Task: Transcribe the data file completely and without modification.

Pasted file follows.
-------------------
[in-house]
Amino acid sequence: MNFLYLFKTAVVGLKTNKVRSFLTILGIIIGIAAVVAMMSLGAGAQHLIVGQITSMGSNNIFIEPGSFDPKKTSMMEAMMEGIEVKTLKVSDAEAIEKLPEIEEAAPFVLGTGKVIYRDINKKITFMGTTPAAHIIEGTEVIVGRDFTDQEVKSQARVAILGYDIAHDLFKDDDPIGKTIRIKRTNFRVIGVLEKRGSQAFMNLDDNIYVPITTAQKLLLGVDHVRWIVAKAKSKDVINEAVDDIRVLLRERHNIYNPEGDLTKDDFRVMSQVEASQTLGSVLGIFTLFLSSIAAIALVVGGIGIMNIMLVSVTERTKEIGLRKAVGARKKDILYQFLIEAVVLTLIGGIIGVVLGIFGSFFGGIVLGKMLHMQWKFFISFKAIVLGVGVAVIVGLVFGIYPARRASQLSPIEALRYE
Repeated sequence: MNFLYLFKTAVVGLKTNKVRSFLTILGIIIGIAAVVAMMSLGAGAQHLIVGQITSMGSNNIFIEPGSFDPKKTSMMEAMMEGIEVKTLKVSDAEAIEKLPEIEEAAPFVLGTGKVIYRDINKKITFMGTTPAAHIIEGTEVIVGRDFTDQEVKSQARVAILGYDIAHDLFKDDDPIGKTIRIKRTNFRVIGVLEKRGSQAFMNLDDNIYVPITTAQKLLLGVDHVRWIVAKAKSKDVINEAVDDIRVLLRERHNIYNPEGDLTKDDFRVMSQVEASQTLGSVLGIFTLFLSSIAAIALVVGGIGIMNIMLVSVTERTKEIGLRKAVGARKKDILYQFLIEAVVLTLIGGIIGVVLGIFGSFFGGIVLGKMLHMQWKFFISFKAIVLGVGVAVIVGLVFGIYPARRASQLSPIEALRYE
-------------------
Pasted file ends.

[in-house]
Amino acid sequence: MNFLYLFKTAVVGLKTNKVRSFLTILGIIIGIAAVVAMMSLGAGAQHLIVGQITSMGSNNIFIEPGSFDPKKTSMMEAMMEGIEVKTLKVSDAEAIEKLPEIEEAAPFVLGTGKVIYRDINKKITFMGTTPAAHIIEGTEVIVGRDFTDQEVKSQARVAILGYDIAHDLFKDDDPIGKTIRIKRTNFRVIGVLEKRGSQAFMNLDDNIYVPITTAQKLLLGVDHVRWIVAKAKSKDVINEAVDDIRVLLRERHNIYNPEGDLTKDDFRVMSQVEASQTLGSVLGIFTLFLSSIAAIALVVGGIGIMNIMLVSVTERTKEIGLRKAVGARKKDILYQFLIEAVVLTLIGGIIGVVLGIFGSFFGGIVLGKMLHMQWKFFISFKAIVLGVGVAVIVGLVFGIYPARRASQLSPIEALRYE
Repeated sequence: MNFLYLFKTAVVGLKTNKVRSFLTILGIIIGIAAVVAMMSLGAGAQHLIVGQITSMGSNNIFIEPGSFDPKKTSMMEAMMEGIEVKTLKVSDAEAIEKLPEIEEAAPFVLGTGKVIYRDINKKITFMGTTPAAHIIEGTEVIVGRDFTDQEVKSQARVAILGYDIAHDLFKDDDPIGKTIRIKRTNFRVIGVLEKRGSQAFMNLDDNIYVPITTAQKLLLGVDHVRWIVAKAKSKDVINEAVDDIRVLLRERHNIYNPEGDLTKDDFRVMSQVEASQTLGSVLGIFTLFLSSIAAIALVVGGIGIMNIMLVSVTERTKEIGLRKAVGARKKDILYQFLIEAVVLTLIGGIIGVVLGIFGSFFGGIVLGKMLHMQWKFFISFKAIVLGVGVAVIVGLVFGIYPARRASQLSPIEALRYE